In this article from The Times Aidan Turner talks about the casts' fears of mumbling but Being Human fans will love the section where Aidan says of his brooding looks, 'It's just my face'.
Thanks to Morangles for this.
The last time the BBC tried a period drama set in Cornwall it prompted 2,200 complaints from viewers baffled by the combination of indistinct sound and impenetrable accents.
The cast of the new adaptation of Poldark were so concerned at the furore prompted by Jamaica Inn last year that they changed the way they spoke their lines.
Aidan Turner, who plays the strapping title character in the adaptation of Winston Graham’s books, said that it was a particular concern for actors whose characters might have had strong Cornish accents. He suggested that some may have made their accents less thick to avoid accusations of being unclear.
“I didn’t see the show [Jamaica Inn] but the fuss about it spooked us all a lot,” he told the Radio Times. “We started shooting a few weeks later and I can tell you all the actors were aiming for ten out ten on enunciation. I’m doing posh RP [received pronounciation] anyway so it didn’t really affect me directly but I was scared, yes.”
Similar criticism was levelled at the most recent series of Broadchurch on ITV, suggesting that some viewers have a problem understanding West Country accents.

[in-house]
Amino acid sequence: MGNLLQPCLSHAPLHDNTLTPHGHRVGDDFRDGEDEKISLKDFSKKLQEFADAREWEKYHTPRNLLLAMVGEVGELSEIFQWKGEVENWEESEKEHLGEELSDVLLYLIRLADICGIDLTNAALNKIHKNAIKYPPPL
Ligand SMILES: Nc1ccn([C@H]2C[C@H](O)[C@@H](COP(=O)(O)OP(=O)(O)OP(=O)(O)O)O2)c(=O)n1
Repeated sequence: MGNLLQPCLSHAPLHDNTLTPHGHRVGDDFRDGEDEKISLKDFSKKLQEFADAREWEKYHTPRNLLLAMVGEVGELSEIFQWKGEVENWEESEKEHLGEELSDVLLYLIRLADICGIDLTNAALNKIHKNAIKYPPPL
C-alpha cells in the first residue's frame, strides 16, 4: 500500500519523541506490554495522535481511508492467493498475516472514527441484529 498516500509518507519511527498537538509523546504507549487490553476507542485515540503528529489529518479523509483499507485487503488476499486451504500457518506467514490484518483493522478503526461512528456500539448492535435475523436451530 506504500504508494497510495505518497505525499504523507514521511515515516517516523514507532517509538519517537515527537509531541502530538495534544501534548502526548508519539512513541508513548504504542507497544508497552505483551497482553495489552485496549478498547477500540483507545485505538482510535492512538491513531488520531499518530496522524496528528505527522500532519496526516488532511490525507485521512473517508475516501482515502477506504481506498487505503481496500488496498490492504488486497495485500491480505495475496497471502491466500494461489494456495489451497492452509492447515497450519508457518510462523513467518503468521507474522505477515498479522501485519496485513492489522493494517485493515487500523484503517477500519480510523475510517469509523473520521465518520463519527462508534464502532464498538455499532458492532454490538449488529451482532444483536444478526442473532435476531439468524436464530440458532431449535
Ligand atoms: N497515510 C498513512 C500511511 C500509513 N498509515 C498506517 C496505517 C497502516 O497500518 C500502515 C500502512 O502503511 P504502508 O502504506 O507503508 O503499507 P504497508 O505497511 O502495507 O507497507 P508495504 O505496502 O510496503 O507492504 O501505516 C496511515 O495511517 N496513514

Other BBC dramas subject to complaints about poor sound include Ripper Street and Shetland. In 2011 the BBC responded to complaints about its documentary series Wonders of the Universe by remixing the sound so that the music did not interfere with the commentary by Brian Cox.
Christopher Nolan, the director, whose films include the recent Batman trilogy, said last year that clarity of dialogue was overrated and that he deliberately obscured some of his actors’ lines while making Interstellar, which received an Oscar for visual effects last month. “I don’t like the idea that you can only achieve clarity through dialogue,” he said. “I’ve always loved films that approach sound in an impressionistic way.”
Turner said that the remake of Poldark would be more overtly sexual than the 1970s version of the story, which features a gentleman soldier who returns from war to discover his village in disorder.
Robin Ellis, 73, who played the title role in the earlier adaptation, told Turner that he would “probably have to take his shirt off a bit more than I did” because of appetites for male torsos in period drama prompted by Colin Firth’s performance in Pride and Prejudice.
Turner said he “really didn’t want to look brooding” but found it unavoidable at times. It’s difficult, given the storyline. I also think I look like that naturally. People often think I’m angry when I’m not. It’s just my face when I’m listening.”
Lord Hall of Birkenhead, director-general of the BBC, said in 2013 that he wanted dramas to have clear dialogue. “I don’t want to sound like a grumpy old man, but I also think muttering is something we could have a look at. Actors muttering can be testing. You have to remember that you have an audience.